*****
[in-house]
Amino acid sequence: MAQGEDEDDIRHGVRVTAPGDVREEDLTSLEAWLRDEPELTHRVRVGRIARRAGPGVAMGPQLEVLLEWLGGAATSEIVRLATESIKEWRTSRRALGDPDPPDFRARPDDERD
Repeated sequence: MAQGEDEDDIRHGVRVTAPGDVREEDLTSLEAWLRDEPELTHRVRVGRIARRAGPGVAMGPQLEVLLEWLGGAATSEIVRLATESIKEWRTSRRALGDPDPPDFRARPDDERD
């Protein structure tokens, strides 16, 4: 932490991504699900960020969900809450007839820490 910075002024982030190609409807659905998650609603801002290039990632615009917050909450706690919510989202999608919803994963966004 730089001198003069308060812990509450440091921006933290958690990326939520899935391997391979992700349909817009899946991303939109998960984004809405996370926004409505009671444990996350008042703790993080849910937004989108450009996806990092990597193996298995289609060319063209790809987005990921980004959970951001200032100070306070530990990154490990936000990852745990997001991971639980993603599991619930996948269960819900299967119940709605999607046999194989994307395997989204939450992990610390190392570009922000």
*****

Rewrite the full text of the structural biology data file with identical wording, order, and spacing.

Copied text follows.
[in-house]
Amino acid sequence: MAQGEDEDDIRHGVRVTAPGDVREEDLTSLEAWLRDEPELTHRVRVGRIARRAGPGVAMGPQLEVLLEWLGGAATSEIVRLATESIKEWRTSRRALGDPDPPDFRARPDDERD
Repeated sequence: MAQGEDEDDIRHGVRVTAPGDVREEDLTSLEAWLRDEPELTHRVRVGRIARRAGPGVAMGPQLEVLLEWLGGAATSEIVRLATESIKEWRTSRRALGDPDPPDFRARPDDERD
């Protein structure tokens, strides 16, 4: 932490991504699900960020969900809450007839820490 910075002024982030190609409807659905998650609603801002290039990632615009917050909450706690919510989202999608919803994963966004 730089001198003069308060812990509450440091921006933290958690990326939520899935391997391979992700349909817009899946991303939109998960984004809405996370926004409505009671444990996350008042703790993080849910937004989108450009996806990092990597193996298995289609060319063209790809987005990921980004959970951001200032100070306070530990990154490990936000990852745990997001991971639980993603599991619930996948269960819900299967119940709605999607046999194989994307395997989204939450992990610390190392570009922000």